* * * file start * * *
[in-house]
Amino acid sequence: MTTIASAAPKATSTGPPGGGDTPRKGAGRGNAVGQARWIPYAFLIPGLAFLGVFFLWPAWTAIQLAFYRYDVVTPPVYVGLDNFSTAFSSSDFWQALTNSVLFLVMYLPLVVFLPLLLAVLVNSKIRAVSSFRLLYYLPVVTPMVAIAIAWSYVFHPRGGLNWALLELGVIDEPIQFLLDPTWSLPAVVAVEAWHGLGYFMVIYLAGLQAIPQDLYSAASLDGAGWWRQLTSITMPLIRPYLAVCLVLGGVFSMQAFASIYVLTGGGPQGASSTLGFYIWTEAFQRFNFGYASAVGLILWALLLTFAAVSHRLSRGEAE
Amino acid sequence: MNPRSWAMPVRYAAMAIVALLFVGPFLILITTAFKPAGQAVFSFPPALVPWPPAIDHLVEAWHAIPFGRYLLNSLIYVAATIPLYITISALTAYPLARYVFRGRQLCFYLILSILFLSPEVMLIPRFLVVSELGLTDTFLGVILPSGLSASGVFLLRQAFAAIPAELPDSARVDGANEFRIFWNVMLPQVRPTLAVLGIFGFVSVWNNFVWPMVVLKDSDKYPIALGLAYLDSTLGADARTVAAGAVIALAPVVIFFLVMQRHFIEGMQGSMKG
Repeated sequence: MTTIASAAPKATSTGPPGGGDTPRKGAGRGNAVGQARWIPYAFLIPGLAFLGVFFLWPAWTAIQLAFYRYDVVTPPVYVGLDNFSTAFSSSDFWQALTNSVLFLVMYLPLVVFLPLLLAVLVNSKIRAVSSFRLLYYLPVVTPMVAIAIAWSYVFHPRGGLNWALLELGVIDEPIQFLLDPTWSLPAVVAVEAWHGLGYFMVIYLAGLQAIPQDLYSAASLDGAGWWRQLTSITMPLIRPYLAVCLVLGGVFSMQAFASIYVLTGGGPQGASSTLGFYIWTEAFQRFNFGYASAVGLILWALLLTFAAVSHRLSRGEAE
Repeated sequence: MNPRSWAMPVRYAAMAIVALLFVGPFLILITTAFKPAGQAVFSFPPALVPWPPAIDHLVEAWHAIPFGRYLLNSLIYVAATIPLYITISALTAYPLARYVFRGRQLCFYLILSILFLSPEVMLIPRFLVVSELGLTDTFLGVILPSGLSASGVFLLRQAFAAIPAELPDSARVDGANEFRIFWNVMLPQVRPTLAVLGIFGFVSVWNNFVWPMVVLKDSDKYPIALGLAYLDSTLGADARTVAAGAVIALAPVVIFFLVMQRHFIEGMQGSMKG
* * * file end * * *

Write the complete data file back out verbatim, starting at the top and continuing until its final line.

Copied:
[in-house]
Amino acid sequence: MTTIASAAPKATSTGPPGGGDTPRKGAGRGNAVGQARWIPYAFLIPGLAFLGVFFLWPAWTAIQLAFYRYDVVTPPVYVGLDNFSTAFSSSDFWQALTNSVLFLVMYLPLVVFLPLLLAVLVNSKIRAVSSFRLLYYLPVVTPMVAIAIAWSYVFHPRGGLNWALLELGVIDEPIQFLLDPTWSLPAVVAVEAWHGLGYFMVIYLAGLQAIPQDLYSAASLDGAGWWRQLTSITMPLIRPYLAVCLVLGGVFSMQAFASIYVLTGGGPQGASSTLGFYIWTEAFQRFNFGYASAVGLILWALLLTFAAVSHRLSRGEAE
Amino acid sequence: MNPRSWAMPVRYAAMAIVALLFVGPFLILITTAFKPAGQAVFSFPPALVPWPPAIDHLVEAWHAIPFGRYLLNSLIYVAATIPLYITISALTAYPLARYVFRGRQLCFYLILSILFLSPEVMLIPRFLVVSELGLTDTFLGVILPSGLSASGVFLLRQAFAAIPAELPDSARVDGANEFRIFWNVMLPQVRPTLAVLGIFGFVSVWNNFVWPMVVLKDSDKYPIALGLAYLDSTLGADARTVAAGAVIALAPVVIFFLVMQRHFIEGMQGSMKG
Repeated sequence: MTTIASAAPKATSTGPPGGGDTPRKGAGRGNAVGQARWIPYAFLIPGLAFLGVFFLWPAWTAIQLAFYRYDVVTPPVYVGLDNFSTAFSSSDFWQALTNSVLFLVMYLPLVVFLPLLLAVLVNSKIRAVSSFRLLYYLPVVTPMVAIAIAWSYVFHPRGGLNWALLELGVIDEPIQFLLDPTWSLPAVVAVEAWHGLGYFMVIYLAGLQAIPQDLYSAASLDGAGWWRQLTSITMPLIRPYLAVCLVLGGVFSMQAFASIYVLTGGGPQGASSTLGFYIWTEAFQRFNFGYASAVGLILWALLLTFAAVSHRLSRGEAE
Repeated sequence: MNPRSWAMPVRYAAMAIVALLFVGPFLILITTAFKPAGQAVFSFPPALVPWPPAIDHLVEAWHAIPFGRYLLNSLIYVAATIPLYITISALTAYPLARYVFRGRQLCFYLILSILFLSPEVMLIPRFLVVSELGLTDTFLGVILPSGLSASGVFLLRQAFAAIPAELPDSARVDGANEFRIFWNVMLPQVRPTLAVLGIFGFVSVWNNFVWPMVVLKDSDKYPIALGLAYLDSTLGADARTVAAGAVIALAPVVIFFLVMQRHFIEGMQGSMKG